Catalonia independence declaration would not be recognised, says France

Protesters congratulate Spanish policemen and decorate police vans with Spanish and Catalan flags during a demonstration called by

Catalonia independence declaration would not be recognised, says France

Nobel Peace laureate Jody Williams told The Associated Press the letter has so far been signed by seven more awardees, including Mairead Maguire, Rigoberta Menchu and Shirin Ebadi.

Turnout figures were impressive, but were still lower than what was achieved by the pro-independence camp in an October 3 general strike, when 700,000 people took to Barcelona's streets, according to Guardia Urbana estimates. "Ideally, we should not have to resort to drastic solutions, but in that case there would have to be rectifications".

Williams said the letter would be posted later Monday on the Nobel Women's Initiative website.

The Catalan authorities say more than 90 percent of those who voted backed secession, but opinion polls on the issue suggest the region is more closely divided.

The country's courts judged the vote to be illegal and unconstitutional but the regional Catalan government chose to press ahead with it.

Three banks as well as gas and water companies have announced plans to move their corporate headquarters out of the region, as Catalonia is plunged into a period of instability. Spain is likely to use military force if Catalan leaders declare independence.

Yet politicians supporting Puigdemont's minority government and civil society groups backing independence say they will not accept anything less than a full declaration of independence.

The Prime Minister also said he planned to keep extra police deployed to Catalonia before the referendum until the crisis was over.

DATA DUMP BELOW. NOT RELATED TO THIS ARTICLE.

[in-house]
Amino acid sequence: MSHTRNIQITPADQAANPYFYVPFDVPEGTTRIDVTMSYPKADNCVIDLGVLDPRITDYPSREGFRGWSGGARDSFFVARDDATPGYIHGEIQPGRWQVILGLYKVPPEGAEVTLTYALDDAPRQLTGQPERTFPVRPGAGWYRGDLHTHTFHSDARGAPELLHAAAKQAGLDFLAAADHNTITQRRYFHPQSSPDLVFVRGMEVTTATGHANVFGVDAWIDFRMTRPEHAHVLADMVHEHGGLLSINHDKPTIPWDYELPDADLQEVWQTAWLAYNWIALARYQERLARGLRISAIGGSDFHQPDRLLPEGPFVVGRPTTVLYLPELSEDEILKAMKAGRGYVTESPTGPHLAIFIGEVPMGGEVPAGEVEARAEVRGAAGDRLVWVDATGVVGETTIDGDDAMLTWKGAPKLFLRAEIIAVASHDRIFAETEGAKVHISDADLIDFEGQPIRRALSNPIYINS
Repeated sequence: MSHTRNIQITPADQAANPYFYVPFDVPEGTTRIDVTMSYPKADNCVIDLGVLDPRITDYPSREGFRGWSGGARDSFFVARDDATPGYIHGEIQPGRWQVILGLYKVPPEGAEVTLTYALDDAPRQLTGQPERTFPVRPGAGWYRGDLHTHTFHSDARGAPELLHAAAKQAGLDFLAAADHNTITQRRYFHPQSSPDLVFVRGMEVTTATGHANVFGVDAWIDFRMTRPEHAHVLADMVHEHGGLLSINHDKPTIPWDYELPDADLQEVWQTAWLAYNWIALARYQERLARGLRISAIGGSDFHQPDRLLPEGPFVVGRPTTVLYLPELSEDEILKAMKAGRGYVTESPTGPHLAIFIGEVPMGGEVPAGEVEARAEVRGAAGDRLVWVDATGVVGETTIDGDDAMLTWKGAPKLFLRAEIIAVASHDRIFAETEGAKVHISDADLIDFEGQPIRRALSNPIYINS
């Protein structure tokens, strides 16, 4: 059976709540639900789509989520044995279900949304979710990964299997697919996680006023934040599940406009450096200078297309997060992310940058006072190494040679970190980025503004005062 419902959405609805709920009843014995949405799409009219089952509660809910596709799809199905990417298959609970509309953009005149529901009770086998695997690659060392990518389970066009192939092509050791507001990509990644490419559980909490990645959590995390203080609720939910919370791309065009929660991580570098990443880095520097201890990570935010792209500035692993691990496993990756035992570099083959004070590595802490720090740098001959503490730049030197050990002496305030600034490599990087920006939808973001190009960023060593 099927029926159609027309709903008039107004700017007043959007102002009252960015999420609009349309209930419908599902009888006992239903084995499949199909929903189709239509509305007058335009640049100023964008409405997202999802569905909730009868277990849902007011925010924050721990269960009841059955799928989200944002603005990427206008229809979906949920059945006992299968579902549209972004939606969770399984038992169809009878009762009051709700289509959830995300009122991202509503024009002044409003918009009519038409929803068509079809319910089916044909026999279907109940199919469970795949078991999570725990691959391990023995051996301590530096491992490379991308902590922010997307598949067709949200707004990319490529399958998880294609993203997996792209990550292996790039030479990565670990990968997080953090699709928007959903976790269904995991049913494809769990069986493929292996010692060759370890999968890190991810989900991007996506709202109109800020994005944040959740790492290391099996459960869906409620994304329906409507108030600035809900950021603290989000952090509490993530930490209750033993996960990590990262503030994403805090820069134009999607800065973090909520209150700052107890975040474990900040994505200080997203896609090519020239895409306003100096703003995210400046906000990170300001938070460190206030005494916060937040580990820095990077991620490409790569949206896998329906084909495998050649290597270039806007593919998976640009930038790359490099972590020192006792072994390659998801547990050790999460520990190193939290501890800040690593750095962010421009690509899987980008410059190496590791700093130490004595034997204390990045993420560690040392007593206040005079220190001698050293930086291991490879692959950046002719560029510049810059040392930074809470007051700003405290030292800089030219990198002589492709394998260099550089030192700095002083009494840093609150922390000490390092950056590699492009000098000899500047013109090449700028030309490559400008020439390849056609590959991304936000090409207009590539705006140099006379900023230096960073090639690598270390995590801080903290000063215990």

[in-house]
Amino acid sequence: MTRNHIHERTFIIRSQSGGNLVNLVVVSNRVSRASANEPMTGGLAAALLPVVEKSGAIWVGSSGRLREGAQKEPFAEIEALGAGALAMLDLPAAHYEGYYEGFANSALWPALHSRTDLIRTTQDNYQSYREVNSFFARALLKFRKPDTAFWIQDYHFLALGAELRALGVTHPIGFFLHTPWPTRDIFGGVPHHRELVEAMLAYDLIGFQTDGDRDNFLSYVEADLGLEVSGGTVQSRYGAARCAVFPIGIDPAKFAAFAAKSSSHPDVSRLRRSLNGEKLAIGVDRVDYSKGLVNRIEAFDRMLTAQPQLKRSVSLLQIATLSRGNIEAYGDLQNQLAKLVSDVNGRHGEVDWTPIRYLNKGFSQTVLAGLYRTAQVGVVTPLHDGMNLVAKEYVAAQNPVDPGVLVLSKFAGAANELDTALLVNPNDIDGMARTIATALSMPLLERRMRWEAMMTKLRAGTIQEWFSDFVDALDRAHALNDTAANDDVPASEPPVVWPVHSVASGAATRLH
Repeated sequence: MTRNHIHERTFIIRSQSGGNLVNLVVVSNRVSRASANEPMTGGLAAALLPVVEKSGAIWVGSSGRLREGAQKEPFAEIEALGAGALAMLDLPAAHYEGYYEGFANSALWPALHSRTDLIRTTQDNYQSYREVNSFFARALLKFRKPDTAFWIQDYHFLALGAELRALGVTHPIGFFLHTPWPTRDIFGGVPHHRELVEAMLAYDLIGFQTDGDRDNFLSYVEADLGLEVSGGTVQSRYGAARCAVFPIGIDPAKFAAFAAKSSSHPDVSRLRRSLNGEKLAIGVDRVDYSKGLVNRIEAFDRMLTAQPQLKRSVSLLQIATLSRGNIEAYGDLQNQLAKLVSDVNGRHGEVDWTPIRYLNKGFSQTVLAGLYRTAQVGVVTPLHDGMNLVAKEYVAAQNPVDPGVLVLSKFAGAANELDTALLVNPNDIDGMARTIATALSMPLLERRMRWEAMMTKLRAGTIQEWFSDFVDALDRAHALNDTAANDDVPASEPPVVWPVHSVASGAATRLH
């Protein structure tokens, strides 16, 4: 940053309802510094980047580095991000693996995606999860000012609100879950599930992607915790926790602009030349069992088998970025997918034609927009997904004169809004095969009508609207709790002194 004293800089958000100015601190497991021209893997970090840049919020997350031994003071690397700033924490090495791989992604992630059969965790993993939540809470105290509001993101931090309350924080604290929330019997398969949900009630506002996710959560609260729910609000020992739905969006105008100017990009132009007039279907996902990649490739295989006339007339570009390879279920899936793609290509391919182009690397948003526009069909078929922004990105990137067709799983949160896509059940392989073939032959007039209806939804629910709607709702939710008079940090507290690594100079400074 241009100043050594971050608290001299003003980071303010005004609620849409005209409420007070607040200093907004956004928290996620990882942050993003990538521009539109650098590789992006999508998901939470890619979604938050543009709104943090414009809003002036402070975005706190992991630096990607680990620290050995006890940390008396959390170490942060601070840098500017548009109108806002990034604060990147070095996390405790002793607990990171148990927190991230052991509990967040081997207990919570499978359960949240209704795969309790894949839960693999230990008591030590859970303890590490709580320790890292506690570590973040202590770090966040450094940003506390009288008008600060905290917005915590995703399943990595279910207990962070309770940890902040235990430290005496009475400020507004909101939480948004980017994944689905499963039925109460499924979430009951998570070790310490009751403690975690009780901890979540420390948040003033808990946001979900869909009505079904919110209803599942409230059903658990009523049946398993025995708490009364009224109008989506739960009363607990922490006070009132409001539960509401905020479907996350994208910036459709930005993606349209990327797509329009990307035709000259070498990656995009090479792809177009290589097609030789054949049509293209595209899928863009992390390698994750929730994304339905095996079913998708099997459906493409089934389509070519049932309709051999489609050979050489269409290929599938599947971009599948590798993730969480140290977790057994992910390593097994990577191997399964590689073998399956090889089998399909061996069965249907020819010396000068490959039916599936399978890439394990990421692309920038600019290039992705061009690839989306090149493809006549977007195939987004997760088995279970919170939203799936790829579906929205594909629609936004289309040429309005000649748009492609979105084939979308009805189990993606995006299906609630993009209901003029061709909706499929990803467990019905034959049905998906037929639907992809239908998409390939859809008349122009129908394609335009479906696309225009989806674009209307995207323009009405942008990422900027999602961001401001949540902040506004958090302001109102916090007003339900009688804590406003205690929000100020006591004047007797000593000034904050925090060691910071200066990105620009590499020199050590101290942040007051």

Spain faces a week of deep political uncertainty as the secessionist leader of Catalonia considers whether to make a unilateral declaration of independence, against the backdrop of a bitter standoff with the central government in Madrid.

Many Catalans have long highlighted the region's differences from the rest of Spain but the latest surge for independence began in 2010, when Spain's top court struck down key parts of a charter that would have granted Catalonia greater autonomy and recognized it as a nation within Spain.

Puigdemont is set to address the Catalan parliament at 5pm (UK time) on Tuesday to provide an update on "the current political situation".

Some protesters called for Puigdemont to go to jail for holding the independence vote.

"If independence were to be recognised - which is not something that's being discussed - the most immediate outcome would be that [Catalonia] automatically left the European Union".

Spain and the European Commission, the European Union's executive branch, maintain that Catalonia's independence referendum was illegal. Around 350,000 people attended the rally, municipal police said, while organisers put turnout at between 930,000 and 950,000.

Spanish prime minister Mariano Rajoy told Die Welt that the province would not be allowed to secede. Rajoy has warned Catalonia not to act on an October 1 independence referendum.

"I'm calling on the sensible people in the Catalan government. don't jump off the edge because you'll take the people with you".

"If they declare independence, there will be decisions to restore the law and democracy", said on Monday during a radio interview.

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